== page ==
Monday, July 7, 2014

The Set of Her Shoulders

I was having a discussion with my aunt about the importance of dignity, how one carries oneself and so advertises oneself to the world. 

"Did you ever hear this story?" she asked me. 

She is but a few years Ma's junior. When she first entered Bais Yaakov, my mother was a couple of grades higher. In those days, Bais Yaakov (in Williamsburg) didn't have a uniform. 

Since it was my aunt's first day, Ma went to visit her little sister to see how she was. As soon as she entered the classroom, the roomful of girls shot to their feet, at attention. They had thought Ma (now quite bewildered) was the morah. 

I've been coming across articles of "older" women opining the current state of "youth-worship," that by turning 50 suddenly all of femalekind is rendered invisible. I can certainly attest that Ma is rarely ignored or mistreated, and if she is, that error is corrected most swiftly. I have learned from her how frosty silence paired with stately carriage will bring most transgressors to their knees.
What is her secret? In essence, it begins with self-respect and respect of others (only when that consideration is swatted aside does the cold disdain come into play). 

The first component is physical appearance. Age-appropriate, quality garments tucked, zipped, buttoned properly and a light dusting, perhaps, of makeup. But that is still not sufficient. 

It is one's bearing. As P.G. Wodehouse puts it in Not George Washington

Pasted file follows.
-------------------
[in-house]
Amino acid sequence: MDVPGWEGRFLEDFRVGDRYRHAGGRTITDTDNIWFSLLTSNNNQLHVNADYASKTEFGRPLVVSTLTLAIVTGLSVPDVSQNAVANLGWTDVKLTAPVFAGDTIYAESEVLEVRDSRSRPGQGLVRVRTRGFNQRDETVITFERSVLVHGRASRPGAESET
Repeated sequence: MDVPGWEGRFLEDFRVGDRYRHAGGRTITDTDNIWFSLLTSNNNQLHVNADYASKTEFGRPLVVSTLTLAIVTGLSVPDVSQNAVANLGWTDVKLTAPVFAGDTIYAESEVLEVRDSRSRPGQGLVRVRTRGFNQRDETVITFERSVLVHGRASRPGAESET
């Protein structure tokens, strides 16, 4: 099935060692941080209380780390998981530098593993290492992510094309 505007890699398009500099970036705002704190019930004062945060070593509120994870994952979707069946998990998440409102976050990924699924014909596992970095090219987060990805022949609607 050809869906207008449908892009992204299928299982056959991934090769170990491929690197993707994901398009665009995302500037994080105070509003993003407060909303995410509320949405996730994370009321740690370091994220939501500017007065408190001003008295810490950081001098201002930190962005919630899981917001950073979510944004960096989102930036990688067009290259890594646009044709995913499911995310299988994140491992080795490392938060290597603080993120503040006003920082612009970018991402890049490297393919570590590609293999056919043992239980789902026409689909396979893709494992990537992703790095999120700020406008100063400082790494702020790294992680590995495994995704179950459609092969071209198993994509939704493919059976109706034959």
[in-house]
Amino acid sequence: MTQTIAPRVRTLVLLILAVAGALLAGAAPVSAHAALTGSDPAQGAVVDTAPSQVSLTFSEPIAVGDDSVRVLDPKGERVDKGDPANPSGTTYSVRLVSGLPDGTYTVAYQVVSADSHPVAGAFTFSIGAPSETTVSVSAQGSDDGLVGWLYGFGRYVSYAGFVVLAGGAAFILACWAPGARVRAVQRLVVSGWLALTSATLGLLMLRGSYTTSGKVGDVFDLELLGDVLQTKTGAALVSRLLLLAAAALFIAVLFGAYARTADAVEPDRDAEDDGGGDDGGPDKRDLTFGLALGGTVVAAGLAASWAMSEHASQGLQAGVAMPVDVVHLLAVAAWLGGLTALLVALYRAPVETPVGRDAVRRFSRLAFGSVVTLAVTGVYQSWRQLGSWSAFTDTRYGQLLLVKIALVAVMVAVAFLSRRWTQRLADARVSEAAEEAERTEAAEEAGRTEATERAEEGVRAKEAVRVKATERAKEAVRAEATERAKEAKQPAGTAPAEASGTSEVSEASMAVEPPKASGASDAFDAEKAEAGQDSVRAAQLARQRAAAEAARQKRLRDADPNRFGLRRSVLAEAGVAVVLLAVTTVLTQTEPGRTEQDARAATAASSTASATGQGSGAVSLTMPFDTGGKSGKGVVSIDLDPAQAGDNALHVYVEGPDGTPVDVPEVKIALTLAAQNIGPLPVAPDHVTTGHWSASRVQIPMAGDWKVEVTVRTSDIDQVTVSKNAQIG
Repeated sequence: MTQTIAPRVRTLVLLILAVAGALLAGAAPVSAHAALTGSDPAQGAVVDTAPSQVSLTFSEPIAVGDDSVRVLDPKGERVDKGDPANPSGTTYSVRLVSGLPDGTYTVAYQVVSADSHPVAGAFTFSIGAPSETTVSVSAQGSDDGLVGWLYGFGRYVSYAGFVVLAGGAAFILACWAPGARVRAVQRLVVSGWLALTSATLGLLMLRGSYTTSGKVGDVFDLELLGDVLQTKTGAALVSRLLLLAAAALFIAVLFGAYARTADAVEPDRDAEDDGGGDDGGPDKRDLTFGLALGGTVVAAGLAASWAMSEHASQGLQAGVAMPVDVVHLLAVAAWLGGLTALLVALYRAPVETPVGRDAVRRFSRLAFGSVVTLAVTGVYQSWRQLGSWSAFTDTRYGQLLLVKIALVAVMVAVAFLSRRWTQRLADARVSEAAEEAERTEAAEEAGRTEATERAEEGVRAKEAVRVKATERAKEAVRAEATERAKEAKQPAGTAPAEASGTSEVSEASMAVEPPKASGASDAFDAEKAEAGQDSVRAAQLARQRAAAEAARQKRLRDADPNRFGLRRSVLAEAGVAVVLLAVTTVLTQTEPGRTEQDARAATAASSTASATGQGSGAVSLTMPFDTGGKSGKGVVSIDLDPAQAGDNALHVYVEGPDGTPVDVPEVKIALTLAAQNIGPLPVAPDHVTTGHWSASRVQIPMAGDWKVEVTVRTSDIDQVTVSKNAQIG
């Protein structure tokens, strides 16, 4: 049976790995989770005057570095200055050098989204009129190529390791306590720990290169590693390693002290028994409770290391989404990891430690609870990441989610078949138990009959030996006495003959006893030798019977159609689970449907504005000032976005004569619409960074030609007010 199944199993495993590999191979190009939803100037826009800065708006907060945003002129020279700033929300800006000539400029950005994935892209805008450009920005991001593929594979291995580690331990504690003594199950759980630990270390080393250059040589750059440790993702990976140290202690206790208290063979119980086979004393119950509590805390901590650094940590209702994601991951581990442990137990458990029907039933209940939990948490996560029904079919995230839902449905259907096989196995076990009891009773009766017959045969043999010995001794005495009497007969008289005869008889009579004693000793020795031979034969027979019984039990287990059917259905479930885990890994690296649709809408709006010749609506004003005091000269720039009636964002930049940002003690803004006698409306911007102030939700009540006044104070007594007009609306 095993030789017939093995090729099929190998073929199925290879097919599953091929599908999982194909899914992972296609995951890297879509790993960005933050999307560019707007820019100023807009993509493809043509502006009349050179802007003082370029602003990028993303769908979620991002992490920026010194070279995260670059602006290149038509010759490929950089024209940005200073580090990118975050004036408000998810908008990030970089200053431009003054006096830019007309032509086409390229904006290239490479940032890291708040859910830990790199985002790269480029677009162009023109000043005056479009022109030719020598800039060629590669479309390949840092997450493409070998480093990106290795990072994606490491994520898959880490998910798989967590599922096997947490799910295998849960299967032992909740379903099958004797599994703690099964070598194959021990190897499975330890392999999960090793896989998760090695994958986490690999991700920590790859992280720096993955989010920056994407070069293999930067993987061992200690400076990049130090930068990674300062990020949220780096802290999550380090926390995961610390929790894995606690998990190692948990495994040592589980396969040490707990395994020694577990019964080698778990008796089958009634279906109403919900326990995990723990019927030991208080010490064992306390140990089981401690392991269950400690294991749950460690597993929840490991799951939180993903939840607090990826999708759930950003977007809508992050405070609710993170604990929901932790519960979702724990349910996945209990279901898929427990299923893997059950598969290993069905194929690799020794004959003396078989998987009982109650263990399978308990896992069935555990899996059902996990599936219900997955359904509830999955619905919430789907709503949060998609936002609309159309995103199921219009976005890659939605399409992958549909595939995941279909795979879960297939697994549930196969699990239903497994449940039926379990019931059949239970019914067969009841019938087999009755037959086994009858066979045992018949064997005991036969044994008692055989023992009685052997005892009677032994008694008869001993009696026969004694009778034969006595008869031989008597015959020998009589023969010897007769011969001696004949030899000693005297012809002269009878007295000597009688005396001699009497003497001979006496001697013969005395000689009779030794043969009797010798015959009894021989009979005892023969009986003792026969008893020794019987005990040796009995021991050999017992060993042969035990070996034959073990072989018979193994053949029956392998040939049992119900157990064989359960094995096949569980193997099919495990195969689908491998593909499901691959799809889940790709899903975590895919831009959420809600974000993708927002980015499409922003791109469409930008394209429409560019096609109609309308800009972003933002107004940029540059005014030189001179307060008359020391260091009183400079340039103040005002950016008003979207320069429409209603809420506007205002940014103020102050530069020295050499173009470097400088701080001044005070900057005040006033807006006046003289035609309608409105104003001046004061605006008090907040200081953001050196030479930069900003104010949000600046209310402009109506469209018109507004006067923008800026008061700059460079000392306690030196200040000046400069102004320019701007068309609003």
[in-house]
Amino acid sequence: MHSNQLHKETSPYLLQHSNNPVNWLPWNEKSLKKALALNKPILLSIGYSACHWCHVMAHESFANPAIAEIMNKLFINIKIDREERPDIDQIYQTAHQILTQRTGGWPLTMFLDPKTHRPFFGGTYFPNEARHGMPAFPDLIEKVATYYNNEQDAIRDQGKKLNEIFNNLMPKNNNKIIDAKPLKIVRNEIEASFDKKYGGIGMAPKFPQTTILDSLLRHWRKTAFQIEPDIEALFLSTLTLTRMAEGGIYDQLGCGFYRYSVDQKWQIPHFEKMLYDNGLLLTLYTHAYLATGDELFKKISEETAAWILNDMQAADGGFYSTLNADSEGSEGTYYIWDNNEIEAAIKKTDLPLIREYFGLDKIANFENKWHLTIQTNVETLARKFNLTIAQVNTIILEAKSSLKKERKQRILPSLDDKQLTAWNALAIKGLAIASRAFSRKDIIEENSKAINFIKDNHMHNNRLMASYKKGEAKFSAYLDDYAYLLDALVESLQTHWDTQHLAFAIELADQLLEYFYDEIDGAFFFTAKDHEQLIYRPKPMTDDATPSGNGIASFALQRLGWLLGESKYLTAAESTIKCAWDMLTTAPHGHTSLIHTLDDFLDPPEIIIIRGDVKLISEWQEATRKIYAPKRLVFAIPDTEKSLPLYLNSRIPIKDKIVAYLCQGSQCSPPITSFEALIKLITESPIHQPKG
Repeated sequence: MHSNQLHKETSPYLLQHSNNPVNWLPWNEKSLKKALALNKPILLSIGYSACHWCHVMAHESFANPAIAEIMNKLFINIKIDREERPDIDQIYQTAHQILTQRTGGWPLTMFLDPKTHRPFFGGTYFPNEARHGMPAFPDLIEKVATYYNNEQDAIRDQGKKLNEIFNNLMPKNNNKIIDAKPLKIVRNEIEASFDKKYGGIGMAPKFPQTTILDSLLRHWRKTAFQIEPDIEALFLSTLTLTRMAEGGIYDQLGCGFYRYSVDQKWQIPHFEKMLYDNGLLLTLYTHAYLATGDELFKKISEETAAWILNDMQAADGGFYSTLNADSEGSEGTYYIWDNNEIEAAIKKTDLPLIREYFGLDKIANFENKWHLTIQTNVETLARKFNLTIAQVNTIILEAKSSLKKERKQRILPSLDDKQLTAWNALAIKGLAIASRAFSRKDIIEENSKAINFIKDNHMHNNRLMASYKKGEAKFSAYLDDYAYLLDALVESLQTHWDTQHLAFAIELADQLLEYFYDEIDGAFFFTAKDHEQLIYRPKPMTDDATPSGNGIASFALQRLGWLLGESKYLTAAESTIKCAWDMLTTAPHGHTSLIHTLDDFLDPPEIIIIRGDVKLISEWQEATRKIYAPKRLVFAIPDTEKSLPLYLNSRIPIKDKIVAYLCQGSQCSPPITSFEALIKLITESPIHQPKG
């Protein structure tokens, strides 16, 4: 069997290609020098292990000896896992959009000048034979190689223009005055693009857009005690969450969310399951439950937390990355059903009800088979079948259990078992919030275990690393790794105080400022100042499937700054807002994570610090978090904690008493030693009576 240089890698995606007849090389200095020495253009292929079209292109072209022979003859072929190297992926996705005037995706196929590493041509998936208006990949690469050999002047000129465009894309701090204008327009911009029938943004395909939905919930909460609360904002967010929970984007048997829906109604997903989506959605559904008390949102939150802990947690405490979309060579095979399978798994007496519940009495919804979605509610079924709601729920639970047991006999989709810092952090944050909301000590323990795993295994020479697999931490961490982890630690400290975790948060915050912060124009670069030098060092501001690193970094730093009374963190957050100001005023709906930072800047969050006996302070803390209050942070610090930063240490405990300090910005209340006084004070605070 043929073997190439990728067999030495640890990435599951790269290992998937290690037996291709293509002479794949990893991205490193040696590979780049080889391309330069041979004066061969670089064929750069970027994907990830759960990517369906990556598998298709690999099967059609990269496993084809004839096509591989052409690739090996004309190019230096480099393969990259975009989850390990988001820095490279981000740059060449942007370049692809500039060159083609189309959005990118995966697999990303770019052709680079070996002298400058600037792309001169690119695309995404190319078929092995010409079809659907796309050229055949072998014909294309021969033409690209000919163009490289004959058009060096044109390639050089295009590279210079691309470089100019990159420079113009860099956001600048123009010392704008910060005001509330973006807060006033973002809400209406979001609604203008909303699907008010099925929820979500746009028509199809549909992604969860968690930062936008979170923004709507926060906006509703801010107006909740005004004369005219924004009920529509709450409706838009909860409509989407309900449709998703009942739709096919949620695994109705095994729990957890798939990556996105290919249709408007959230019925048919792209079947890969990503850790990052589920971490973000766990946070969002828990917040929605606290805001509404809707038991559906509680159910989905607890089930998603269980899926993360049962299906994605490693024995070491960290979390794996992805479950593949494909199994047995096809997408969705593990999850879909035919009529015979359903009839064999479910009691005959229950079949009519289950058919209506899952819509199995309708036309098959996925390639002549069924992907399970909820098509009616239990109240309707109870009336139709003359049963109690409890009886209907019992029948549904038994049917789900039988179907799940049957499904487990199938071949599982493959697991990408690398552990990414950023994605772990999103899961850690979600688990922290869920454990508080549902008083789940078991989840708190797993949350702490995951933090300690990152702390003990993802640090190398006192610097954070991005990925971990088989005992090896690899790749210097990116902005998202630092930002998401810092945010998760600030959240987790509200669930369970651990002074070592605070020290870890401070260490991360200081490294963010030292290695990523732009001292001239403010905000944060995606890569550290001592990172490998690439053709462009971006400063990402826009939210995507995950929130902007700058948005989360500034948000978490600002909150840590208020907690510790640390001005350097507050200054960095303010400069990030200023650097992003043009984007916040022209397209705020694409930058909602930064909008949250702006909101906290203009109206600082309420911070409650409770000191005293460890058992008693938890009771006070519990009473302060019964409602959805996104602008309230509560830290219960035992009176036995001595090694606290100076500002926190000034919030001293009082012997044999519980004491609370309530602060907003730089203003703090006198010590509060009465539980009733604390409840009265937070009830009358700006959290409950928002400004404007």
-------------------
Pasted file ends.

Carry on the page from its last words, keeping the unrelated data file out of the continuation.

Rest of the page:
She is not what I would describe as exactly a type of English beauty. You know the sort of beauty I mean? Queenly, statuesque, a daughter of the gods, divinely fair. Her charm is not in her features. It is in her expression.
Comportment is the true guarantor of respect, divorced from DNA given looks. I have met so many individuals who are stunning to behold, but their behavior is so childish and immature that they vanquish any shred of others' esteem.

Even those who have been bequeathed difficult features, such as, say, a rather large nose, can magically transform that awkward appendage into a majestic accessory, based on demeanor and posture alone. 

I have been consciously regulating my stance for some years; straitening my back, decorously tucking in my elbows, walking with a serene and smooth gait, tilting my chin with military precision. At a charity dinner where I was the only frum individual at the table, a frei Yid shot me a glance of approval. "You have poise," he marveled. 

Well, cookie, it doesn't just happen.   


Tovah11 said...

oh PL:

This past month has been very difficult and I haven't been writing on my blog or really doing anything.

I came home today from another long day and said I need to get some inspiration. Of course I went to you.

I loved what you said and it's so true. I think that (I remember someone else saying this) people continue to wear their hair, clothing, etc, when they were at their happiest.

As for the way you carry yourself, you're right on, though I have a long way to go.

Princess Lea said...

I am so happy to be considered inspirational! Now you have inspired me!

I still always marvel how tweaking a small change in behavior can have long bearing effects. Starting small is the way to go.